Learning from Germans
In April the Justice and Peace (J&P) Commission of the archdiocese of Cape Town was fortunate to have an information-sharing session with a visiting German Church delegation, led by Bishop Stephan Josef Ackermann of Trier. Bishop Ackermann is the chairman of J&P in Germany, and also the bishop assigned to deal with sexual abuse cases in Germany.
The German delegation was impressed that in South Africa we have J&P commissions in our parish commissions. In Germany J&P exist only on a national level, under the Zentralkomitee der deutschen Katholiken (ZdK), the official council of the German Catholic laity.
The ZdK was founded in 1848, was banished under Bismarck and again under the Nazi regime, but gained public respect mostly during the Cold War. Its secretary, Dr Stefan Vesper, was among the visiting delegation.
The ZdK is a representative body of lay people. It unites diocesan councils, Catholic associations, institutions of lay apostolates, lay movements and communities.
It serves also as a forum of opinions on political issues and the Church. From what I understood, the ZdK represents the concerns of Catholics in the public arena. It has a division that operates like our Catholic Parliamentary Liaison Office in participating in public dialogue and in the houses of legislation in shaping public policy. It advises the German Catholic Bishops’ Conference on issues of social, political and religious life.
Most of us showed deep interest in ZdK works, especially in the light of the media reports about some of our church leaders on topics such as sexual abuse and homosexuality. The ZdK seems to be a good forum for dialogue and a fountain of sharing ideas between bishops’ conference and general laity, so that the Church can truly speak with one voice.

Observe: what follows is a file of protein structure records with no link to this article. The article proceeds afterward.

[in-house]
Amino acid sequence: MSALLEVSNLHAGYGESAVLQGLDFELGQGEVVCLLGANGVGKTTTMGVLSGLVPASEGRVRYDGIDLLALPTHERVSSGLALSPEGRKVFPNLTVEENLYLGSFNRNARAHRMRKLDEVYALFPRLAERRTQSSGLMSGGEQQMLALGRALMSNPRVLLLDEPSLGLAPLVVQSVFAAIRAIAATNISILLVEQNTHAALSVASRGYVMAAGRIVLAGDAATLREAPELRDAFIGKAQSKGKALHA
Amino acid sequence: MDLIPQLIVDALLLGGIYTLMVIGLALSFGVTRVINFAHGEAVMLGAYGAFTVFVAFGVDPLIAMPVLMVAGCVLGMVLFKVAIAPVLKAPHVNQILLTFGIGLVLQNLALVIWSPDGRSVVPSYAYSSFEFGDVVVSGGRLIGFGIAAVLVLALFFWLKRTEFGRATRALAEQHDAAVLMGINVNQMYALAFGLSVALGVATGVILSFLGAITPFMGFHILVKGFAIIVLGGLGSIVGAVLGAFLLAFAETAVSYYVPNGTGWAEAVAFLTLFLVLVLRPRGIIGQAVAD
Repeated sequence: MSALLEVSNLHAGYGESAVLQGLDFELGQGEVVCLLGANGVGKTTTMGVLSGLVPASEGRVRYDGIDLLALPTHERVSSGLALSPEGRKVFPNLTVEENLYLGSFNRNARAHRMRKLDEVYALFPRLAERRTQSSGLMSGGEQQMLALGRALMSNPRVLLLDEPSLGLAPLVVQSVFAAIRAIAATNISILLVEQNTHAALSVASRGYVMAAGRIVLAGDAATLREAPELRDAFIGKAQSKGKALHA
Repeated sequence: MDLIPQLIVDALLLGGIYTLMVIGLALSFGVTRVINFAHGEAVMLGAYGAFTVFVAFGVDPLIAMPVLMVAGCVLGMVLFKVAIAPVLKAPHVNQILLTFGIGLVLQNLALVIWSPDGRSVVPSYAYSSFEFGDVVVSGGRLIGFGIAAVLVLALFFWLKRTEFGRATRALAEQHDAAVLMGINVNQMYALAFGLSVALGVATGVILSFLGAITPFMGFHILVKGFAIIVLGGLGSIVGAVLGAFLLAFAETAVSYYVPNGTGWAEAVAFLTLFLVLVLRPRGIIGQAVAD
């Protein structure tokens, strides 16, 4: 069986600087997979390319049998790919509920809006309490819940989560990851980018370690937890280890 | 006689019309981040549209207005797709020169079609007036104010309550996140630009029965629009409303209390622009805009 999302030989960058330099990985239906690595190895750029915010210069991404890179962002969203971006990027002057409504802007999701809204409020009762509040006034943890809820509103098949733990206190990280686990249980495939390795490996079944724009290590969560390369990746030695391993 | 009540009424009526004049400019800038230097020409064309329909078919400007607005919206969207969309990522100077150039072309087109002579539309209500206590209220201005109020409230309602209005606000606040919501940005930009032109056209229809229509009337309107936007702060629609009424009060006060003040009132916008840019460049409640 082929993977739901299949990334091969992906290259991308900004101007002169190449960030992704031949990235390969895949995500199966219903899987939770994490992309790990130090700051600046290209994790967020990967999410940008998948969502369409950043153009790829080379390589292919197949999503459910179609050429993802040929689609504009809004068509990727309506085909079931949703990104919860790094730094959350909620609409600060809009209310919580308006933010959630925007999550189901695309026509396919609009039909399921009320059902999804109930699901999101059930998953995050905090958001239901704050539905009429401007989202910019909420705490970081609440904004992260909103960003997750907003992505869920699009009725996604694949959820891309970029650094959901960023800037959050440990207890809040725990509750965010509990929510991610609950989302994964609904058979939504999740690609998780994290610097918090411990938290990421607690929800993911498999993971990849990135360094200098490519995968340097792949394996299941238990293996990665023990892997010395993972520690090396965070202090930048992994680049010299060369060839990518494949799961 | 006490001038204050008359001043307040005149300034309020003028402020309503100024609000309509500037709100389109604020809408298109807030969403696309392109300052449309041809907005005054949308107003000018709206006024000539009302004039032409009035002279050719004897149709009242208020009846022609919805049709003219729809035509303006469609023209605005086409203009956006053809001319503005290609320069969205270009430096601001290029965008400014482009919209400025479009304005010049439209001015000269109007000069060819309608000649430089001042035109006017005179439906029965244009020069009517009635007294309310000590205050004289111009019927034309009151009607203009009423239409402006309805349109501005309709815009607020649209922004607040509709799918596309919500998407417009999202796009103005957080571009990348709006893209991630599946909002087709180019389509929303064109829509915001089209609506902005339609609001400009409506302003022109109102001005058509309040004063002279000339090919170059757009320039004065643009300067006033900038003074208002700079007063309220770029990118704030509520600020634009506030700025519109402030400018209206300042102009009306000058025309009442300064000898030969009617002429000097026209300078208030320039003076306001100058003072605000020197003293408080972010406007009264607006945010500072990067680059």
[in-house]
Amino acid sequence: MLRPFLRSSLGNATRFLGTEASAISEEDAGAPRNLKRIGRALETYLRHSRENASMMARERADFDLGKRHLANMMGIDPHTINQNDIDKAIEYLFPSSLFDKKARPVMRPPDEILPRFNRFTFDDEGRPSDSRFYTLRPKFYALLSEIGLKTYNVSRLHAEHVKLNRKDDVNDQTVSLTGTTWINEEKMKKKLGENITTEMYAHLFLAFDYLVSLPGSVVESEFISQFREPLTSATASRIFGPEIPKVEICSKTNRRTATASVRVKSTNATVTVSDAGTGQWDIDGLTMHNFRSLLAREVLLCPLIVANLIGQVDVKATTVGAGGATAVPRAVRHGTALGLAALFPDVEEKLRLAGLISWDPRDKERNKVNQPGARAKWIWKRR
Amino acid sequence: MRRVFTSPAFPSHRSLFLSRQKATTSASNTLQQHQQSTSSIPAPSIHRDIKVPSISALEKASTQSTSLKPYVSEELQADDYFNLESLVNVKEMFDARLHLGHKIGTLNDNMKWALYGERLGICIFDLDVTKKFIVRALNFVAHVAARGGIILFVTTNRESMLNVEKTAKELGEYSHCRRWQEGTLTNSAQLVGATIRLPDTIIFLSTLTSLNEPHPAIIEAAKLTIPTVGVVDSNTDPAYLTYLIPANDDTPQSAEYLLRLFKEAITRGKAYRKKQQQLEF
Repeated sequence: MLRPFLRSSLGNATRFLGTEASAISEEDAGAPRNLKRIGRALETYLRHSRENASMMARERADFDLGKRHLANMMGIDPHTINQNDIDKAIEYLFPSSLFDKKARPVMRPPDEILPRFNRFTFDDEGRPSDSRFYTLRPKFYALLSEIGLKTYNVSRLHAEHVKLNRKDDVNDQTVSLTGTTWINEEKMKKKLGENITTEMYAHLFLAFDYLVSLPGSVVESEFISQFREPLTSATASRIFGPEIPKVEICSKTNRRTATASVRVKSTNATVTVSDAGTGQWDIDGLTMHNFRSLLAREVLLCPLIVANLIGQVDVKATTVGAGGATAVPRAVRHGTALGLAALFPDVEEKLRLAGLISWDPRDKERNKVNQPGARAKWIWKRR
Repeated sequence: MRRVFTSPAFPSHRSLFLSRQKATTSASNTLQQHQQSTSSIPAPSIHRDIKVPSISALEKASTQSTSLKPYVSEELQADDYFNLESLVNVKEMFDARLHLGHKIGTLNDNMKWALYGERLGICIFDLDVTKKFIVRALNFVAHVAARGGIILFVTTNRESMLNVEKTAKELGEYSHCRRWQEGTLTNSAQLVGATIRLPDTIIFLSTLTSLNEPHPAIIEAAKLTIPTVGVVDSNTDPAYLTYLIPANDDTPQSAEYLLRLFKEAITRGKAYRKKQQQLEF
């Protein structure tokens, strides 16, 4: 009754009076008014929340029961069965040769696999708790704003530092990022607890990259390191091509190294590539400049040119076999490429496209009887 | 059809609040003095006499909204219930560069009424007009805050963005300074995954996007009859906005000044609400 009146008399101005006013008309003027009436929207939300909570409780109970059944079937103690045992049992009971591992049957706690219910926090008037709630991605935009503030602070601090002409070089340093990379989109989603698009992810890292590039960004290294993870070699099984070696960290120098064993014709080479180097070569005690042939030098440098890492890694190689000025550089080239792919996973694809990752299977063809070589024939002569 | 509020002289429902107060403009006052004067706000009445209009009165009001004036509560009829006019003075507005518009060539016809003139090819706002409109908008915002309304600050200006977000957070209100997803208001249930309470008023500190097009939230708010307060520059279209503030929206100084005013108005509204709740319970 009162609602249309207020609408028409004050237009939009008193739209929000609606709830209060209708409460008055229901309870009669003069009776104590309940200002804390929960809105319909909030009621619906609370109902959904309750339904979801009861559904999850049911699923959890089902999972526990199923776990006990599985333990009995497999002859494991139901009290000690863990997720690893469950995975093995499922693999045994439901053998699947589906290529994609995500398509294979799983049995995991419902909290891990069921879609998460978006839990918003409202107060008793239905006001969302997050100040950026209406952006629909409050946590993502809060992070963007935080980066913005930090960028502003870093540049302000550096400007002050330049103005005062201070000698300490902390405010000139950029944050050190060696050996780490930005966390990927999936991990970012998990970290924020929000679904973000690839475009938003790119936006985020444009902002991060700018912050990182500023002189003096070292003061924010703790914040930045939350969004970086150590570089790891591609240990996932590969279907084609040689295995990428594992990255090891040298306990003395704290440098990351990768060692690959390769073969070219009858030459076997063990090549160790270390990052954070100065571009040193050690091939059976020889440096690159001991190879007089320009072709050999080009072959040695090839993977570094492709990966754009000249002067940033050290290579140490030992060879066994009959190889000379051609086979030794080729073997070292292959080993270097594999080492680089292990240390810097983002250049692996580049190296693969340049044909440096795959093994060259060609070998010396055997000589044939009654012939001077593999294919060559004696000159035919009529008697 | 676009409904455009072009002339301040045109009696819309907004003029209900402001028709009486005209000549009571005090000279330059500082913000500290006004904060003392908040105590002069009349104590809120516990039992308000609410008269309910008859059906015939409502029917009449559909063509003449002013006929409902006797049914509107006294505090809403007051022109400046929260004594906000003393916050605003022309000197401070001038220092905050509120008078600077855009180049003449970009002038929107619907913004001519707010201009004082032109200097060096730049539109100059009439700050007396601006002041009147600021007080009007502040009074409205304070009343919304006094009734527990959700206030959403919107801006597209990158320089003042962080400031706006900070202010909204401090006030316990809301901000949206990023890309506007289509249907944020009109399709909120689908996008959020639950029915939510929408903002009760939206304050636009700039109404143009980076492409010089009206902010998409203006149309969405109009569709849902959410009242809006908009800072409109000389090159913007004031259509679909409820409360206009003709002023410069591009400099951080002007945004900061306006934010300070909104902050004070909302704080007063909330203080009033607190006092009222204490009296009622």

It was refreshing to notice that the bishops and ZdK actually speak with one voice, albeit from different perspectives, about the social teachings of the Church, and that no noticeable tension exists between hierarchy and the lay body.
For instance, I had a short discussion with Aloys Buch, a leading professor of moral theology and a deacon, about the gay marriage discussions that are currently a hot topic throughout Europe.
Apparently the German Catholic Church makes a distinction between civil unions and marriage. Prof Buch argued that the widespread demand for gay marriage, as opposed to civil unions, is not about natural justice, but about the desire for a “biopolitical tyranny to destroy marriage and the family as the most basic and crucial mediating social institution”. I later discovered that Bishop Ackermann holds similar views.
So there is a clear distinction made between gay marriage, which the German Church—like the Church everywhere—opposes, and same-sex civil unions, which would give homosexual couples all the rights of matrimony, except to call that union a marriage.
While the legislation of gay marriage is not acceptable to the Church, for the reasons Prof Buch outlined, the legal construct of civil unions of same-sex couples appears to be tolerable.
I was embarrassed to admit there is a certain squeamishness about talking about these things as openly in the Southern African Catholic Church.